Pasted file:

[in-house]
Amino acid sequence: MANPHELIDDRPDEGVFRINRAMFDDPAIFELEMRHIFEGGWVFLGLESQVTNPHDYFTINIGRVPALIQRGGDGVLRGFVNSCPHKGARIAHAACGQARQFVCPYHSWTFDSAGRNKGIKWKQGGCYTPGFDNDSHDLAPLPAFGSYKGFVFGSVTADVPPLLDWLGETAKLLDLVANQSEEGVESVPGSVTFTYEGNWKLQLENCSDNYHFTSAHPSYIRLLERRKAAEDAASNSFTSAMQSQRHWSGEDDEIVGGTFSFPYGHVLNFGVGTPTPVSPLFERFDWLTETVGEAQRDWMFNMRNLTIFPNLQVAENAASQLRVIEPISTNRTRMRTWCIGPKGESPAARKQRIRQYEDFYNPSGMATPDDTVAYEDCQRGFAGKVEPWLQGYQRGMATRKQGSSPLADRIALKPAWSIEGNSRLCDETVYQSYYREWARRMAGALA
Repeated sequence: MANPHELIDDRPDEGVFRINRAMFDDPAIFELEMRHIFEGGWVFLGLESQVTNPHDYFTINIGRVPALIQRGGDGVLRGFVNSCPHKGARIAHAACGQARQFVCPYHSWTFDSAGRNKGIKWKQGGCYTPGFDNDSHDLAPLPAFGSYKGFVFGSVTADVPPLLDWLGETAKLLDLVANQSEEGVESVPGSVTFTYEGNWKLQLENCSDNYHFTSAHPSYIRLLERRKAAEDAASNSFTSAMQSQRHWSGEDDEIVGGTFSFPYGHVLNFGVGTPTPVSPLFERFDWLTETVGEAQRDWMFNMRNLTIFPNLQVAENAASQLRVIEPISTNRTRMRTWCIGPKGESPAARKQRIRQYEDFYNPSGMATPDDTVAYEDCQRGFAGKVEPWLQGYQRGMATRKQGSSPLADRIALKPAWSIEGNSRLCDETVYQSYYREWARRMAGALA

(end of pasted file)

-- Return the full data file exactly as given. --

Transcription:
[in-house]
Amino acid sequence: MANPHELIDDRPDEGVFRINRAMFDDPAIFELEMRHIFEGGWVFLGLESQVTNPHDYFTINIGRVPALIQRGGDGVLRGFVNSCPHKGARIAHAACGQARQFVCPYHSWTFDSAGRNKGIKWKQGGCYTPGFDNDSHDLAPLPAFGSYKGFVFGSVTADVPPLLDWLGETAKLLDLVANQSEEGVESVPGSVTFTYEGNWKLQLENCSDNYHFTSAHPSYIRLLERRKAAEDAASNSFTSAMQSQRHWSGEDDEIVGGTFSFPYGHVLNFGVGTPTPVSPLFERFDWLTETVGEAQRDWMFNMRNLTIFPNLQVAENAASQLRVIEPISTNRTRMRTWCIGPKGESPAARKQRIRQYEDFYNPSGMATPDDTVAYEDCQRGFAGKVEPWLQGYQRGMATRKQGSSPLADRIALKPAWSIEGNSRLCDETVYQSYYREWARRMAGALA
Repeated sequence: MANPHELIDDRPDEGVFRINRAMFDDPAIFELEMRHIFEGGWVFLGLESQVTNPHDYFTINIGRVPALIQRGGDGVLRGFVNSCPHKGARIAHAACGQARQFVCPYHSWTFDSAGRNKGIKWKQGGCYTPGFDNDSHDLAPLPAFGSYKGFVFGSVTADVPPLLDWLGETAKLLDLVANQSEEGVESVPGSVTFTYEGNWKLQLENCSDNYHFTSAHPSYIRLLERRKAAEDAASNSFTSAMQSQRHWSGEDDEIVGGTFSFPYGHVLNFGVGTPTPVSPLFERFDWLTETVGEAQRDWMFNMRNLTIFPNLQVAENAASQLRVIEPISTNRTRMRTWCIGPKGESPAARKQRIRQYEDFYNPSGMATPDDTVAYEDCQRGFAGKVEPWLQGYQRGMATRKQGSSPLADRIALKPAWSIEGNSRLCDETVYQSYYREWARRMAGALA